MarketVolatility_750x188

Perpetual Tension

Countless factors contribute to market fluctuations, and the perpetual tension between bulls and bears across the globe is an obvious tug-of-war every single minute of every single day. Financial news floods the media. Earnings reports prompt speculation. Consumer surveys, employment reports, supply and demand, Fed announcements, third world conflict, climate change… these factors, and many more, dictate the daily peaks and valleys of every index on every global exchange.

  • Jan 6, 2014: Dow = 16,437
  • Jan 5, 2015: Dow = 17,737
  • Jan 4, 2016: Dow = 16,347
  • Jul 5, 2016: Dow = 17,841

The actual average advance of the Dow so far this past year? 1,494 points. That’s about 9% for the year so far — a mere 8 points per day. Not so bad, but over the past two years, it’s gone nowhere.

Question #1: If daily volatility virtually disappeared and the Dow simply moved up (or down) three points every single day, how many people would abandon Yahoo! Finance, the Financial Times and CNBC? Imagining a scenario like this is somewhat pointless. It will never happen. There’s a voracious appetite for this data, along with a need to reach investors with relevant, timely reporting messaging, products and services.

Question #2: Who owns and controls 55% of the entire global stock market’s current equity value/debt of $56 trillion? According to the Official Monetary and Financial Institutions Forum (OMFIF.org) Annual Global Public Investor Report – June 2014, central banks and government institutions actually own about $30 trillion of the entire global public equities/debt pie.

Let’s Consider

Yahoo! Finance generates $260,000 per day in advertising revenue. Bless them. The amount of live interactive data they provide in real time, for free, is miraculous. CNBC, one of NBC-Universal’s most profitable channels (all owned by Comcast, by the way), and reaching 93 million viewers, generates average annual revenues of $510 million, again from ad revenue in its various forms, and is estimated to be worth $4 billion. There are many other free financial channels (Marketwatch, Bloomberg, CNN, etc.), but Yahoo! and CNBC do an excellent job at covering all the bases.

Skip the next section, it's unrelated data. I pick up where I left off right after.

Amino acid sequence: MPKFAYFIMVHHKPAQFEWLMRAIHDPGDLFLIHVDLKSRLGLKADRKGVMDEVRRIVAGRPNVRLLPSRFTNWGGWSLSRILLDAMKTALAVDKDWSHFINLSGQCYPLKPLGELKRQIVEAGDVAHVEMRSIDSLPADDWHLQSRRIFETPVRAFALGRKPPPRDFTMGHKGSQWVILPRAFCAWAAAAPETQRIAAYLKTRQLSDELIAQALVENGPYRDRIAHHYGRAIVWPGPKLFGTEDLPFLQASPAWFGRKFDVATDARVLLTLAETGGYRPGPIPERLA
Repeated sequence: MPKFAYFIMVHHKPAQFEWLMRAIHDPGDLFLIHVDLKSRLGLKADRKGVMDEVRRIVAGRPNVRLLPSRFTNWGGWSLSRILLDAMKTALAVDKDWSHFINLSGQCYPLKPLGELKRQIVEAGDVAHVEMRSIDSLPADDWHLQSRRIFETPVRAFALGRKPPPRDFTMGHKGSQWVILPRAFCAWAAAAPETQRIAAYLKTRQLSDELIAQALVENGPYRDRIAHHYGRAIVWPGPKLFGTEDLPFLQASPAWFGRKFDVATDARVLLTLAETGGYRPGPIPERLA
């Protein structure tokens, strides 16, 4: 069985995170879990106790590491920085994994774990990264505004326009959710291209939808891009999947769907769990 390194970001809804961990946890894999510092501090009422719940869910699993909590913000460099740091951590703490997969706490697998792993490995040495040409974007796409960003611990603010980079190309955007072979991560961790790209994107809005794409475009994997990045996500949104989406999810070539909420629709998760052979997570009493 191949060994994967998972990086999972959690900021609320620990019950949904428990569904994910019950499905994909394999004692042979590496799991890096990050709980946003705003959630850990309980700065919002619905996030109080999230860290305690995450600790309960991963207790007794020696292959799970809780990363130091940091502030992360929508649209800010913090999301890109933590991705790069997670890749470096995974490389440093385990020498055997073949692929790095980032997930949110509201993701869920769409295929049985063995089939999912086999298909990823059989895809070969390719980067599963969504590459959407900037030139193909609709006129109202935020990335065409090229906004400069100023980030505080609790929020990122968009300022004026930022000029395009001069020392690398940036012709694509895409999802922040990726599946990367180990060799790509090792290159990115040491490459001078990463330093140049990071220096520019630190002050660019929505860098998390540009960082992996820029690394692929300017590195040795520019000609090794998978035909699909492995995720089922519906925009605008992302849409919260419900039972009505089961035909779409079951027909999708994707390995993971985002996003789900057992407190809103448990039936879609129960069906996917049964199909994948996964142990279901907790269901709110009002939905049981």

Let’s try something. Let’s place all ‘current global financial news stories’ (and all scheduled guest commentators) into two general groups. Let’s call these groups ‘cautious optimism’ and ‘cautious pessimism’, ready to be layered into the news stream in a ‘timely’ manner. Tempting, if you get my drift. What happens next is anybody’s guess, but rest assured, the wild rides will continue, and the coverage will strive to capture ever more viewers.

Now, Let’s Focus on the Second Question

When any large financial institution (or group of related institutions) controls a sizable portion of global markets AND sits alongside those who dictate policy and in many cases literally create the news (or at least can reliably predict it), those entities can easily move markets by 1%-2% over the course of a single day, earning handsome profits along the way (either way, by the way). The other 45% of the market (individual investors, private institutions and their brokers) will then often follow suit, moving the market further up (or down).

So, the point of this little fable? With all the hoopla, the Dow moved 6% from August to August. Volatility peaks curiosity, and draws eyeballs. Volatility sells. Volatility can also produce a greater annual yield than a boring market that creeps up (or down) three points per day. When you control corporate stock, along with the news, it’s a match made in heaven. We’re all for stimulating the economy, and there’s absolutely nothing wrong with Yahoo! Finance or CNBC. They’re both excellent sources of valuable and timely information – the best in the business. But, every time the markets rally or decline too quickly, curious eyeballs tune in, advertising sells, and investors follow the trend.

One More Related Tidbit: Stock Buybacks

Previously, we posted this story about corporate stock buybacks. Super low interest rates (from the same behemoth lending institutions) make it sooo tempting for corporate heads to buy back their own shares, naturally increasing the value of the remaining outstanding shares. In the past twenty months, at least $650 billion in stock buybacks were posted. Stock prices go up, and small investors buy more. With buybacks, the value of INDIVIDUAL executive holdings goes up as well. So, here we have the quintessential triple play – a win-win-win for the top 1%. The current level of U.S. corporate debt, all combined, totals about $13 trillion. The Economist has recently referred to this scheme as Corporate Cocaine.

So ends our fable. The moral of the story? The stock market is NOT what it used to be. There ARE many great success stories, and at the time of this writing, we can all agree that some investors have done well over the past six years. But the numbers don’t lie. Average P/E and P/S ratios are too high (again). Corporate debt is also way too high. Endless consumption of natural resources is not a good thing. In fact, it’s clearly turned out to be a very bad thing. At some point, this will all have to correct itself.

Please take some time to visit Uvida’s upcoming property, SectorStories.com, currently in development. Here you’ll find perspective on the nature and recent history of today’s stock market and its sectors.